Idioms

In terms of learning a language, there is a common assumption that the more words a learner knows, the larger the learner’s vocabulary knowledge. Idioms have specific meaning and they further enhance our vocabulary. Moreover, they share cultural and historical information and broaden people’s understanding and manipulation of language.

An idiom is a phrase (a group of words) whose suggested meaning is different from the literal meaning of individual words in the phrase. These are not a matter of logic or grammatical principles, but play a significant role in every language and may be defined as expressions peculiar to a language.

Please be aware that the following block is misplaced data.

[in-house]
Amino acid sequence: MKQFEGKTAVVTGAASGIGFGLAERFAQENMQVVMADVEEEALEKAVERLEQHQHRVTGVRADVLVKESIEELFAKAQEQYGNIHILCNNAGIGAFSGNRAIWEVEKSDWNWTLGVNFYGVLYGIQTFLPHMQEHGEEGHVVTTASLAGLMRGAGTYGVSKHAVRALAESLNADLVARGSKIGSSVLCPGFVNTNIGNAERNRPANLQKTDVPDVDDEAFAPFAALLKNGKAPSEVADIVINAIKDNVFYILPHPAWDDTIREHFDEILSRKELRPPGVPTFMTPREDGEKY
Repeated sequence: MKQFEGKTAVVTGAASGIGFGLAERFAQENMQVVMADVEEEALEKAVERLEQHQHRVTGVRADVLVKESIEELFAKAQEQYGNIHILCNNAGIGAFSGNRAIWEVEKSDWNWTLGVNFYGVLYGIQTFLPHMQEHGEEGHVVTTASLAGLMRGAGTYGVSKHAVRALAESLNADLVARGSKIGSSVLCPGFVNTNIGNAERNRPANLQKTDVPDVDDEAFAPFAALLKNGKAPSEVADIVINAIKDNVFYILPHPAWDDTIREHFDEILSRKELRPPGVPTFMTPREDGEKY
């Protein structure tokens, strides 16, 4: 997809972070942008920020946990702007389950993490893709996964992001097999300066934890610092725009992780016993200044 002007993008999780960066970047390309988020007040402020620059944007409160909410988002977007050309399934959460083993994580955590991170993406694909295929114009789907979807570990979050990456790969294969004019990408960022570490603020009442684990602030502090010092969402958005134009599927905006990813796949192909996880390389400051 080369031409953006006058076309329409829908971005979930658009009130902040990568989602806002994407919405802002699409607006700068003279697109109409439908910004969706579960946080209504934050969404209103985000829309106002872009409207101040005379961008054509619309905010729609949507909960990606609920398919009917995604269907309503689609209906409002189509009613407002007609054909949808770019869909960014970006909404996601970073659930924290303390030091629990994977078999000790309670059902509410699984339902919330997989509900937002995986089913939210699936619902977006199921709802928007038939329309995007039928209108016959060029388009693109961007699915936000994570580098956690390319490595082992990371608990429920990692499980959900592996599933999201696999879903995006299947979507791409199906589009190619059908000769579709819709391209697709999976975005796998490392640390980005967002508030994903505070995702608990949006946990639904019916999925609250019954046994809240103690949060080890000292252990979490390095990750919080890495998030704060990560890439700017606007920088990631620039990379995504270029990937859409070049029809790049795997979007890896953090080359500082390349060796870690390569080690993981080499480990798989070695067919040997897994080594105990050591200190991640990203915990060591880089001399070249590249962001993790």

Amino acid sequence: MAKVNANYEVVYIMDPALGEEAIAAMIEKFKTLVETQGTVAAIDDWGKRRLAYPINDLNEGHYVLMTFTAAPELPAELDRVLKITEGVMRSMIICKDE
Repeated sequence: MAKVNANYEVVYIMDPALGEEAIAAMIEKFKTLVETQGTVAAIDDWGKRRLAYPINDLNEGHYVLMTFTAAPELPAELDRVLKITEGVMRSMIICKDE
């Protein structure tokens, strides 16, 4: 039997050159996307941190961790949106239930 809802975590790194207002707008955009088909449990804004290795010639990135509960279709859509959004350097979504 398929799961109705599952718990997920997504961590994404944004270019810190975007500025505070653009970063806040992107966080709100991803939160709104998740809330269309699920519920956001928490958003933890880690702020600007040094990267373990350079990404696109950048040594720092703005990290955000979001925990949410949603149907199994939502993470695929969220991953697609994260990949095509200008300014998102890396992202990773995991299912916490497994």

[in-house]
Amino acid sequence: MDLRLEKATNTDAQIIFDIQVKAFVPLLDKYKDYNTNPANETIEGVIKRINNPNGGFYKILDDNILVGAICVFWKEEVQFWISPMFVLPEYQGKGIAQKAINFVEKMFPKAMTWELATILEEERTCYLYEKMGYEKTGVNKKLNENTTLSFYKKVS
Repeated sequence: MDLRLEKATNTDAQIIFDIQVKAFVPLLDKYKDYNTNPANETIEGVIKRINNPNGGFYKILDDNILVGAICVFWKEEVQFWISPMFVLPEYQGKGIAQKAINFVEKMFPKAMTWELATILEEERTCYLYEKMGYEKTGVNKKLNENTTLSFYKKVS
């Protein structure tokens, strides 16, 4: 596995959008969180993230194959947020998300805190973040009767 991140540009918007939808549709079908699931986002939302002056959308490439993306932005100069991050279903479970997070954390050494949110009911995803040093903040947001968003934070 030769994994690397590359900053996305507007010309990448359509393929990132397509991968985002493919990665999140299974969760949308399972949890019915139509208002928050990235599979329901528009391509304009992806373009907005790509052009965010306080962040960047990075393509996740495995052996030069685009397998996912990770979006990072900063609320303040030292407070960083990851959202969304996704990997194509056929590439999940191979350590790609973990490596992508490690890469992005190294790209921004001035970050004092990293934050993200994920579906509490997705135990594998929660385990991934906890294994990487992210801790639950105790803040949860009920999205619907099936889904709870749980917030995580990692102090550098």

Set by long usage, the order of words of idioms is not supposed to be altered. They are mostly used to describe people, their appearance, mood, character, action or behaviour. For example, ‘When Ron asked Joshua to accompany him to the playground he showed Ron the cold shoulder.’ Showing someone cold shoulder means to show distaste for his/ her company. Many idioms are also applicable to things or places. For example, ‘Samantha was burning the midnight oil because she hadn’t been able to attend her school regularly.’ Burning the midnight oil means staying up late at night studying.

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